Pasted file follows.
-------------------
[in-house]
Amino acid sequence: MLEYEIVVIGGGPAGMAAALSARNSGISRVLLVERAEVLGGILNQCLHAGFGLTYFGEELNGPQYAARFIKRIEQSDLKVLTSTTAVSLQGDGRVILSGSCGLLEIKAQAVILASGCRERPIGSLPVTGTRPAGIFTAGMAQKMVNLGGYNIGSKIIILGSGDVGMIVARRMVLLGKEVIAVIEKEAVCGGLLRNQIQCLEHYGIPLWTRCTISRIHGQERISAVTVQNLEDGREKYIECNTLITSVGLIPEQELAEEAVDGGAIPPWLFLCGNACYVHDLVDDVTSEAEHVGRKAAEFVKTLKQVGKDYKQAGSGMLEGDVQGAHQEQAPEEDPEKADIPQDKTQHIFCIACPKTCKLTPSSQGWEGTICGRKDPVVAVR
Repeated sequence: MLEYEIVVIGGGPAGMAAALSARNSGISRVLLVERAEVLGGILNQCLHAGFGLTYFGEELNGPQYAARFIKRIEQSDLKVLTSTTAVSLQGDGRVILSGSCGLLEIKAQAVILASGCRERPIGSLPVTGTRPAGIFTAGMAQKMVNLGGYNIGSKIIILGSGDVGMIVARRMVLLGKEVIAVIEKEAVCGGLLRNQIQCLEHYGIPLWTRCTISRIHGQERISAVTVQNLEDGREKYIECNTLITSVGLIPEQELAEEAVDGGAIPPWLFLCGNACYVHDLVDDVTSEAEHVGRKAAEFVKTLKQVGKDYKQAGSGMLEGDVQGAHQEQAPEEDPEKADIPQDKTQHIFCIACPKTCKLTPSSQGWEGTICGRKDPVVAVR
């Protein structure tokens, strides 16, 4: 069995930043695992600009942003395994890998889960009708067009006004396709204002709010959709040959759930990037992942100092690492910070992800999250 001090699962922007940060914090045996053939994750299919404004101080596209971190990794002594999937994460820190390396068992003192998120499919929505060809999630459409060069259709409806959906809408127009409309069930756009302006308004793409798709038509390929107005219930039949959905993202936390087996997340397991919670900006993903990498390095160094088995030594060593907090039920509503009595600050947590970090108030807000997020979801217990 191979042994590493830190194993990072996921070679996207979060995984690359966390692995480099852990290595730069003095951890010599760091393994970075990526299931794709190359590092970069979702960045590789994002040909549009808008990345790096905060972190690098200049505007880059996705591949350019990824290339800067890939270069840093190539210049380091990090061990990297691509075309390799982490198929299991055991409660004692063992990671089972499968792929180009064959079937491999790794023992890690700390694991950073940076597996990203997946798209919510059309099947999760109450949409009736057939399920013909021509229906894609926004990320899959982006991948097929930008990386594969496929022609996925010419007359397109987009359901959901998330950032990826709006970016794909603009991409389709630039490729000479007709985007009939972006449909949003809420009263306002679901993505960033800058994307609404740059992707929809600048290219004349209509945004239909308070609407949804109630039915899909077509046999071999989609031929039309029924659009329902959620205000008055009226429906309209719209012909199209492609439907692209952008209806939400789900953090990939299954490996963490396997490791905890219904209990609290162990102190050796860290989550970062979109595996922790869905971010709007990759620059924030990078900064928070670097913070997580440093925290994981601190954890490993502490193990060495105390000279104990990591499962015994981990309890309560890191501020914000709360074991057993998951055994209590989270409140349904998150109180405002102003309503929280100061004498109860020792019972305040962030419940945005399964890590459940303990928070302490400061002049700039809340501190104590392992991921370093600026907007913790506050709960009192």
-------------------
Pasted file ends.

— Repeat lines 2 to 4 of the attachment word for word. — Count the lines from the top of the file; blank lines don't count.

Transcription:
Amino acid sequence: MLEYEIVVIGGGPAGMAAALSARNSGISRVLLVERAEVLGGILNQCLHAGFGLTYFGEELNGPQYAARFIKRIEQSDLKVLTSTTAVSLQGDGRVILSGSCGLLEIKAQAVILASGCRERPIGSLPVTGTRPAGIFTAGMAQKMVNLGGYNIGSKIIILGSGDVGMIVARRMVLLGKEVIAVIEKEAVCGGLLRNQIQCLEHYGIPLWTRCTISRIHGQERISAVTVQNLEDGREKYIECNTLITSVGLIPEQELAEEAVDGGAIPPWLFLCGNACYVHDLVDDVTSEAEHVGRKAAEFVKTLKQVGKDYKQAGSGMLEGDVQGAHQEQAPEEDPEKADIPQDKTQHIFCIACPKTCKLTPSSQGWEGTICGRKDPVVAVR
Repeated sequence: MLEYEIVVIGGGPAGMAAALSARNSGISRVLLVERAEVLGGILNQCLHAGFGLTYFGEELNGPQYAARFIKRIEQSDLKVLTSTTAVSLQGDGRVILSGSCGLLEIKAQAVILASGCRERPIGSLPVTGTRPAGIFTAGMAQKMVNLGGYNIGSKIIILGSGDVGMIVARRMVLLGKEVIAVIEKEAVCGGLLRNQIQCLEHYGIPLWTRCTISRIHGQERISAVTVQNLEDGREKYIECNTLITSVGLIPEQELAEEAVDGGAIPPWLFLCGNACYVHDLVDDVTSEAEHVGRKAAEFVKTLKQVGKDYKQAGSGMLEGDVQGAHQEQAPEEDPEKADIPQDKTQHIFCIACPKTCKLTPSSQGWEGTICGRKDPVVAVR
């Protein structure tokens, strides 16, 4: 069995930043695992600009942003395994890998889960009708067009006004396709204002709010959709040959759930990037992942100092690492910070992800999250 001090699962922007940060914090045996053939994750299919404004101080596209971190990794002594999937994460820190390396068992003192998120499919929505060809999630459409060069259709409806959906809408127009409309069930756009302006308004793409798709038509390929107005219930039949959905993202936390087996997340397991919670900006993903990498390095160094088995030594060593907090039920509503009595600050947590970090108030807000997020979801217990 191979042994590493830190194993990072996921070679996207979060995984690359966390692995480099852990290595730069003095951890010599760091393994970075990526299931794709190359590092970069979702960045590789994002040909549009808008990345790096905060972190690098200049505007880059996705591949350019990824290339800067890939270069840093190539210049380091990090061990990297691509075309390799982490198929299991055991409660004692063992990671089972499968792929180009064959079937491999790794023992890690700390694991950073940076597996990203997946798209919510059309099947999760109450949409009736057939399920013909021509229906894609926004990320899959982006991948097929930008990386594969496929022609996925010419007359397109987009359901959901998330950032990826709006970016794909603009991409389709630039490729000479007709985007009939972006449909949003809420009263306002679901993505960033800058994307609404740059992707929809600048290219004349209509945004239909308070609407949804109630039915899909077509046999071999989609031929039309029924659009329902959620205000008055009226429906309209719209012909199209492609439907692209952008209806939400789900953090990939299954490996963490396997490791905890219904209990609290162990102190050796860290989550970062979109595996922790869905971010709007990759620059924030990078900064928070670097913070997580440093925290994981601190954890490993502490193990060495105390000279104990990591499962015994981990309890309560890191501020914000709360074991057993998951055994209590989270409140349904998150109180405002102003309503929280100061004498109860020792019972305040962030419940945005399964890590459940303990928070302490400061002049700039809340501190104590392992991921370093600026907007913790506050709960009192």